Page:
|Consciousness, philosophy: The experience of differences along with a knowledge about alternatives as opposed to purely automatic responses. See also intentionality, identity theory, other minds._____________Annotation: The above characterizations of concepts are neither definitions nor exhausting presentations of problems related to them. Instead, they are intended to give a short introduction to the contributions below. – Lexicon of Arguments. |
Chris Frith on Consciousness - Dictionary of Arguments
Consciousness/action/unconscious/action/Frith: thesis: most of the time we will not be conscious of what we are doing.
Conscious/intent: we are conscious of our intention.
Movement: movement only becomes conscious when something fails.
Brain/knowledge/movement: the brain knows in advance how long an action will take and how it should feel.
Imagination/mental training/Frith: picturing a movement in advance can actually improve the performance.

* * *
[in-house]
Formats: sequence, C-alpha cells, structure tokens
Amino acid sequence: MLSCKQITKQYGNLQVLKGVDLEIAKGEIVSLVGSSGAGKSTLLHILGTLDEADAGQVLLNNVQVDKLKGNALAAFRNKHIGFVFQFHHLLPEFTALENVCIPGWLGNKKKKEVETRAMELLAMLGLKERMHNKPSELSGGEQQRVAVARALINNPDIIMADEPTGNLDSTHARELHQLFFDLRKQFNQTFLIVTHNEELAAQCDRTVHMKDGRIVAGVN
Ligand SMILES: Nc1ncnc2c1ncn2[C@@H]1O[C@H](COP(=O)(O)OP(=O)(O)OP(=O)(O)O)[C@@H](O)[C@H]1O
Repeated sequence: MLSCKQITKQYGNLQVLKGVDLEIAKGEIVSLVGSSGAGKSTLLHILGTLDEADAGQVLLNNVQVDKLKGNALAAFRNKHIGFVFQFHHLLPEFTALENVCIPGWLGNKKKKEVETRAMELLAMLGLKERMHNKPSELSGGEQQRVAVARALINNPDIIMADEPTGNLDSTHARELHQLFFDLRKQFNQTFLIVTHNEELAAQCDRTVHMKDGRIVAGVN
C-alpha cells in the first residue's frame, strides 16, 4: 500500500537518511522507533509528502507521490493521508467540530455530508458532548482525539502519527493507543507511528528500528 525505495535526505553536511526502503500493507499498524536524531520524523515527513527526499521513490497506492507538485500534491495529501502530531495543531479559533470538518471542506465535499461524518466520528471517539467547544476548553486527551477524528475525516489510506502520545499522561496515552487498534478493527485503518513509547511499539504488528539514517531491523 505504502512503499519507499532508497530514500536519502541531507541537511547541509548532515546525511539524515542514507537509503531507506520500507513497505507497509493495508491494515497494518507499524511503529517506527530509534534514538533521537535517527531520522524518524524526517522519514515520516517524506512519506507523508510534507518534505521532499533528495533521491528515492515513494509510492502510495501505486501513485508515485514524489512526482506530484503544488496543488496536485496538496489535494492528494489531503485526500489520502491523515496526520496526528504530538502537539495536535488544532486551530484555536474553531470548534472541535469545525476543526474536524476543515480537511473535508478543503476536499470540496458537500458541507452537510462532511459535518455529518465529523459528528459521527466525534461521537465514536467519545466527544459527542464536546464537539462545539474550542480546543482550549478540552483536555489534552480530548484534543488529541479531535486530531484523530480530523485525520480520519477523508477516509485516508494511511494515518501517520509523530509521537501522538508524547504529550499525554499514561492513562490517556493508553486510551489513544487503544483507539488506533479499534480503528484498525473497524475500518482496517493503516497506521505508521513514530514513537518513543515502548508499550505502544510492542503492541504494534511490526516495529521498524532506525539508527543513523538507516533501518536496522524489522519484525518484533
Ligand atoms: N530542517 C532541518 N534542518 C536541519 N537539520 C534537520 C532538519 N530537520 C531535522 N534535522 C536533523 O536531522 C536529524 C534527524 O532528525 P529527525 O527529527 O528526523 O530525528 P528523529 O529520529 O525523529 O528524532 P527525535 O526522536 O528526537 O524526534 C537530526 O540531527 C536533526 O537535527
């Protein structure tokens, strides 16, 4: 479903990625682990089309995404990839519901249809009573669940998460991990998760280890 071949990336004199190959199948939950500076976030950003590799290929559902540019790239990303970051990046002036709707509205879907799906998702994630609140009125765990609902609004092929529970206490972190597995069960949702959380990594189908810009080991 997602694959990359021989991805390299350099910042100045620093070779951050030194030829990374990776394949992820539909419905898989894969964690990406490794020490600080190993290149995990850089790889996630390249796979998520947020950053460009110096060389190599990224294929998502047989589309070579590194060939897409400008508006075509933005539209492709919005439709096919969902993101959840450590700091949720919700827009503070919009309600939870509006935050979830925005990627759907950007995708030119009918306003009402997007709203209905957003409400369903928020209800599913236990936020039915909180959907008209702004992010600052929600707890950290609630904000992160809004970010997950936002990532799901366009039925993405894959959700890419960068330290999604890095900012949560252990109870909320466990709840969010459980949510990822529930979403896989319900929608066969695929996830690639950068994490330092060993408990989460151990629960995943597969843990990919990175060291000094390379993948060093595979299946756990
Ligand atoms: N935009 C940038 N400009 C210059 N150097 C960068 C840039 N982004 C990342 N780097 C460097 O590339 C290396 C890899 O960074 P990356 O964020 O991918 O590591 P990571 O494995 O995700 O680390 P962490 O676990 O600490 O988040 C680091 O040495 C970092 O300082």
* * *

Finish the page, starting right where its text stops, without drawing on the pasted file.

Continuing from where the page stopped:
It even brings almost as much increase in power as normal training.
Consciousness/Frith: this book (Chr. Frith: Wie unser Gehirn die Welt erschafft, Heidelberg 2013) is not about consciousness.
Brain/Frith: instead, I emphasized how much my brain knows and does without me.
Consciousness: there is very little left to be done for it._____________Explanation of symbols: Roman numerals indicate the source, arabic numerals indicate the page number. The corresponding books are indicated on the right hand side. ((s)…): Comment by the sender of the contribution. Translations: Dictionary of Arguments The note [Author1]Vs[Author2] or [Author]Vs[term] is an addition from the Dictionary of Arguments. If a German edition is specified, the page numbers refer to this edition.
Making up the Mind: How the Brain Creates Our Mental World, Hoboken/NJ 2007
Wie unser Gehirn die Welt erschafft Heidelberg 2013